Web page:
ExpoPlatform’s Tanya Pinchuk says organisers need to plan carefully to ensure a loyal digital audience.[hr gap=”30″]
There are some who still fear the potential impact of online technology on the business events industry, that digital tools could potentially take control of the event away from the organiser as interaction takes place online instead of in the meeting space or convention hall.
In reality, a carefully coordinated digital plan can have quite the opposite effect on your event, boosting its potential success by facilitating interaction among an audience not yet committed to attend.
By carefully bringing these conversations and interactions into the fold of your show, offering your audience the tools they want, they will depart third-party platforms that would otherwise result in a loss of audience control for PCOs or event directors.
The simple fact is that without proprietary software for meeting or matchmaking at your event, stakeholders may look at other platforms to plan their agendas.
This means the organiser could lose control of the event in the digital space. External platforms such as LinkedIn or, more simply, email, are typically much less efficient in facilitating this connection, with the result that your delegates and attendees receive a worse overall experience.
This does not mean that social media platforms should not be used, as they remain highly effective marketing tools and act as a precursor to more focused avenues for online interaction.
They are also, in fact, an inevitable one. In a recent piece by strategic consultancy AMR International, the company refers to comments made at this year’s UFI Congress in which a delegate pointed out social media apps are now the only way to reach an increasing number of event attendees, that many only have email for the purposes of gaining social media accounts.
The challenge is to entice them to move from social media into your event’s pre-opening digital space. This is done by offering bespoke functionality and tools that cannot be found elsewhere.
And once they have joined, this online interaction must be kept going throughout the event and beyond. Communities are rarely leveraged effectively to keep communication going strong between events. This is a particularly powerful digital goal for conference and convention organisers, where the subject matter of the event brings together like-minded people who share common interests.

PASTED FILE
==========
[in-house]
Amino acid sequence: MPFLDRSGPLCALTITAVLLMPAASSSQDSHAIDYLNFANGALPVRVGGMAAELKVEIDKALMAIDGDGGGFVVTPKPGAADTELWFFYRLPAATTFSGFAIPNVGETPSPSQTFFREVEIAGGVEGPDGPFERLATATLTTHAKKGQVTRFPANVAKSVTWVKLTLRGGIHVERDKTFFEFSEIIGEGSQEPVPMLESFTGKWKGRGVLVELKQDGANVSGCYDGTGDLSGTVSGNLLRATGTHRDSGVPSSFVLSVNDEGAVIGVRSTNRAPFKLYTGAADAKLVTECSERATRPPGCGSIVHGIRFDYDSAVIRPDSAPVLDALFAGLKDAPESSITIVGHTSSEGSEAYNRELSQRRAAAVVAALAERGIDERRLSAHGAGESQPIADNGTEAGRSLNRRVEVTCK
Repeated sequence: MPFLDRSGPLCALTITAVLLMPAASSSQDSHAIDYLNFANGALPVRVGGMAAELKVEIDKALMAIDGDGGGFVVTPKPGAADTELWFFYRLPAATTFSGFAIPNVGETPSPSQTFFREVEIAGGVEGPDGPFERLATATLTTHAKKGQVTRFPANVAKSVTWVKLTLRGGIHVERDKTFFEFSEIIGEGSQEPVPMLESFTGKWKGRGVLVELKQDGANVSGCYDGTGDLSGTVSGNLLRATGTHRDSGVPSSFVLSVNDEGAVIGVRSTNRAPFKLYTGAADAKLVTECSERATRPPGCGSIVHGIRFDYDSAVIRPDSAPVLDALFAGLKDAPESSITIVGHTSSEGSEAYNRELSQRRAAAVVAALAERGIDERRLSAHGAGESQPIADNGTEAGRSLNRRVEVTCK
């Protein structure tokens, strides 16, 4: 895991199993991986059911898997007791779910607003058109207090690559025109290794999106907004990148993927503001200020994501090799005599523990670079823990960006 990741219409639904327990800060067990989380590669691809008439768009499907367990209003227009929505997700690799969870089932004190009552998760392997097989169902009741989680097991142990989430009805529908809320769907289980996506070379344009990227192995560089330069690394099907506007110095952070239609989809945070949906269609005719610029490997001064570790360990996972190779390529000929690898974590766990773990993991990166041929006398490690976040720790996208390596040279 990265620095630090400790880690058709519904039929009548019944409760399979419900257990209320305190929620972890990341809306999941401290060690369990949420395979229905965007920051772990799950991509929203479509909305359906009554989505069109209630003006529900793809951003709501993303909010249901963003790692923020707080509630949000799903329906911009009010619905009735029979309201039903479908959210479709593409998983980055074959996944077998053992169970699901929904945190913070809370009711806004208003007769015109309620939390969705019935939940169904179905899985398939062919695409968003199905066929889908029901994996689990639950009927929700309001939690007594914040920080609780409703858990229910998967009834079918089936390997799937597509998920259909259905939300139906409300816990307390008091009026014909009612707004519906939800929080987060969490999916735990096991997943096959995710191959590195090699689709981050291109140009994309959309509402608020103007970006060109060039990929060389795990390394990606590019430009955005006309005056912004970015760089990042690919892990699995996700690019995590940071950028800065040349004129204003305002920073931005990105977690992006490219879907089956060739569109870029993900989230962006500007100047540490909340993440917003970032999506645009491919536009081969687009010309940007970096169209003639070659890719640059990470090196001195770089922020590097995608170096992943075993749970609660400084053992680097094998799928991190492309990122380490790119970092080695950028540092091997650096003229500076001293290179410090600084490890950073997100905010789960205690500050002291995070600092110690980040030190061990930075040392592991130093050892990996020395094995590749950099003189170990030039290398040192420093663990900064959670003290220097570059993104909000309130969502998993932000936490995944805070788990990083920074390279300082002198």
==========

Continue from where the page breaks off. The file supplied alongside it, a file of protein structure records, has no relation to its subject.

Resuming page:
What may be needed is a combination of content (e.g. learning resource) and connectivity to ensure delegates and visitors are interested in continuing the interaction and networking long after the event is over.
The goals are clear, but they are not simple to realise. If a company puts systems in place without due care given to how they plan to direct people, then they can create hurdles unnecessarily. Deploying technology that provides a personalised experience for a visitor without first establishing what their objectives are, can hinder the event experience in the same way that failing to put together a coherent agenda or to invite interesting and/or relevant speakers might.
But it is equally dangerous not to seek technology solutions that can enhance the value proposition of the event, particularly when other methods exist that may enable your potential clients to do so.
Not all the content shared around your event takes place in the plenary hall, and having a clear strategy for engaging delegates online and bringing them into your event’s proprietary digital space will be crucial for its success.